Race and Class in Women’s Lives

  • Rochelle Gatlin
Part of the The Contemporary United States book series


The politics and culture of the Women’s Movement have mainly addressed the experiences and priorities of white middle-class women. Feminist sisterhood emphasises shared conditions based on gender, but the identities and political priorities of racial ethnic1 and white working-class women must also include race and class. Black women, for example, have practised ‘sisterhood’ in their churches, clubs and extended family networks, but as Bonnie Thornton Dill notes, ‘we have not used it as the anvil to forge our political identities’. Rather, the ‘political identities of Afro-American women have largely been formed around issues of race’.2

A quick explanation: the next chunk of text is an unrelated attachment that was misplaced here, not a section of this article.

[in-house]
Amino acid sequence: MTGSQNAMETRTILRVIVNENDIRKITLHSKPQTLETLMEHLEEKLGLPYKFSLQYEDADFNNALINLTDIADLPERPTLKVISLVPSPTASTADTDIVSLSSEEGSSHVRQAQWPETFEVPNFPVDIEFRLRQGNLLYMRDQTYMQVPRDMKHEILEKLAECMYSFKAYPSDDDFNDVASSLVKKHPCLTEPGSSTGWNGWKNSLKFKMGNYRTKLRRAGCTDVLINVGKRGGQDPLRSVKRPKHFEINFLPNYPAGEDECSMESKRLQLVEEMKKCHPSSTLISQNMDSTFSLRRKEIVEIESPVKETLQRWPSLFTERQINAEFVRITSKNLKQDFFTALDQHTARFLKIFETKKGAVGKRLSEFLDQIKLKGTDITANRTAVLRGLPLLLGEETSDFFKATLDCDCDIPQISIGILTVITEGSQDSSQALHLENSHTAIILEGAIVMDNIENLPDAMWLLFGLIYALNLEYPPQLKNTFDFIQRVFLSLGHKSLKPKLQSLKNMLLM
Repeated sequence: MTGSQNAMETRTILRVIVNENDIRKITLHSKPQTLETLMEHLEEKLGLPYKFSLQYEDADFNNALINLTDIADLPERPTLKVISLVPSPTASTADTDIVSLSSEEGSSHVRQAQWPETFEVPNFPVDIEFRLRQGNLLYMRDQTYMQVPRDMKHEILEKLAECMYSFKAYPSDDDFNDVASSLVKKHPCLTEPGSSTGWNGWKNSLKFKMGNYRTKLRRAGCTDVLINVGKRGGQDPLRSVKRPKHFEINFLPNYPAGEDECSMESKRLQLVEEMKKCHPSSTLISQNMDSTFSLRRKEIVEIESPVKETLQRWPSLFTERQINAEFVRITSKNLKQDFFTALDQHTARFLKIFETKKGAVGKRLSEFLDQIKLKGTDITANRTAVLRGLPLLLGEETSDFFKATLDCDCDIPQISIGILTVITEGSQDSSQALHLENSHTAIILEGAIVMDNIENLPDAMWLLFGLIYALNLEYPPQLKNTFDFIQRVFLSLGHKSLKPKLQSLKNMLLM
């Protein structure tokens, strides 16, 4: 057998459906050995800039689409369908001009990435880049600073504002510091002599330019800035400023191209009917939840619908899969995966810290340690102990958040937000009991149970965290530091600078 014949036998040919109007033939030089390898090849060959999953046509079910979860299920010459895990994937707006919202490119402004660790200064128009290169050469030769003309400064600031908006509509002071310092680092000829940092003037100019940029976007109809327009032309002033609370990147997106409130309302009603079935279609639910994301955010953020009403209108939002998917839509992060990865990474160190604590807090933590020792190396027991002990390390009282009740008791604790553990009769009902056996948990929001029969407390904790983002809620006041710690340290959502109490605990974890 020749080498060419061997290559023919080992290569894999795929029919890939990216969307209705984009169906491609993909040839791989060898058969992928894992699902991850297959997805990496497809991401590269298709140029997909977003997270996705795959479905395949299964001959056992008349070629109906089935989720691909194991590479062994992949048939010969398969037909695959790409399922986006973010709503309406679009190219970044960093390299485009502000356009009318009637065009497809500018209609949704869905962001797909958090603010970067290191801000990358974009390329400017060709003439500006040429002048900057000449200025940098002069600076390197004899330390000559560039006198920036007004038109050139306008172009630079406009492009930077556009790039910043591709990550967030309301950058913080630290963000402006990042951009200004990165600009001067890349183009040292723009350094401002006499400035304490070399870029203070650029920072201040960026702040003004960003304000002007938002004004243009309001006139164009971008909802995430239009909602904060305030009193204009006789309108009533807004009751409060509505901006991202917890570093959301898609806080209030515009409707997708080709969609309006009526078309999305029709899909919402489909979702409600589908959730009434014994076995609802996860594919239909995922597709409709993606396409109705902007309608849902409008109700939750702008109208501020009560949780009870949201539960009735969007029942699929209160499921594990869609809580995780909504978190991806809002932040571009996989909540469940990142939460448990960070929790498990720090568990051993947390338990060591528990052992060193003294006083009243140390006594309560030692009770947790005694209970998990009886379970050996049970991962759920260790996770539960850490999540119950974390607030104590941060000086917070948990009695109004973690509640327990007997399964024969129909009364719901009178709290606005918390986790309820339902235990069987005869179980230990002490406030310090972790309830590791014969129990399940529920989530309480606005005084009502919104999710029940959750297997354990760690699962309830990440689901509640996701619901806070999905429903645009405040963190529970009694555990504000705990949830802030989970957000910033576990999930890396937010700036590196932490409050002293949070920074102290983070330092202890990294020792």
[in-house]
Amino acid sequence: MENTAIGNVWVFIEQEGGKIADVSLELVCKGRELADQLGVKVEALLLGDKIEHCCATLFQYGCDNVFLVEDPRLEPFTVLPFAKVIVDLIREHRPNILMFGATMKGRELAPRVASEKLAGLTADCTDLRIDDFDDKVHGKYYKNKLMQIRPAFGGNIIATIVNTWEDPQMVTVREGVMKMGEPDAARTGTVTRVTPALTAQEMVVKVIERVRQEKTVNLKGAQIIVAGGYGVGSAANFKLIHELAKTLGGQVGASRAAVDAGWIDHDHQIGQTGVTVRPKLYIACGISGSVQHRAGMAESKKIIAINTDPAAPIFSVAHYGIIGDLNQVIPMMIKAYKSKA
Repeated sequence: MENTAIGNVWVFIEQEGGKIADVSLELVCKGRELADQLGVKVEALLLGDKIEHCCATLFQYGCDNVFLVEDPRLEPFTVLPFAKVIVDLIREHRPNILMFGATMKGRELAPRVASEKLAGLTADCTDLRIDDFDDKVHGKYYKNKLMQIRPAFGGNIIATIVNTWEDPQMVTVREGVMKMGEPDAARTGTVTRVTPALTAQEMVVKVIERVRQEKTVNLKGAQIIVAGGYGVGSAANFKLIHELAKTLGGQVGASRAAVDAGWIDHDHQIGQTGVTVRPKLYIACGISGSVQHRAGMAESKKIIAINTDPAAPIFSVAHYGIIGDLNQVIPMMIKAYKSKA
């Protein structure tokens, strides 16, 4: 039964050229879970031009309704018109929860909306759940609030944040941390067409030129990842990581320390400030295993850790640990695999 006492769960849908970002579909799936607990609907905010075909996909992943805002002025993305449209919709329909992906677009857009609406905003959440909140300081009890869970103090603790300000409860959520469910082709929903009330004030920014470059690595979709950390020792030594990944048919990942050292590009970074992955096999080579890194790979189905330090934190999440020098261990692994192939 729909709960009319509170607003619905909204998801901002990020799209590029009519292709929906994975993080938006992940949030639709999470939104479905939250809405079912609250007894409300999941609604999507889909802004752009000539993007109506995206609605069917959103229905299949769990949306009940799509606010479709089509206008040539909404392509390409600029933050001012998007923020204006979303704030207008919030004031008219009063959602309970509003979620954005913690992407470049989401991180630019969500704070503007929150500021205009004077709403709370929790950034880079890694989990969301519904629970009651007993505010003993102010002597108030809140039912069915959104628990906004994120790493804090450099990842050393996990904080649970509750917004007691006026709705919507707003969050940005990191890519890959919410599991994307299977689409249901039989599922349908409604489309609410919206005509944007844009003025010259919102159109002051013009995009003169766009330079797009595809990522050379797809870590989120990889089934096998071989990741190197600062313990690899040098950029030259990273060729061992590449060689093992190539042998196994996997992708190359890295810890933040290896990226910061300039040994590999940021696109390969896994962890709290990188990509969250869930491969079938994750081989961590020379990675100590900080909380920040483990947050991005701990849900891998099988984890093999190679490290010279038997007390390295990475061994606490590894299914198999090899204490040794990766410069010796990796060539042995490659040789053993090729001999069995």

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© Rochelle Gatlin 1987

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  • Rochelle Gatlin

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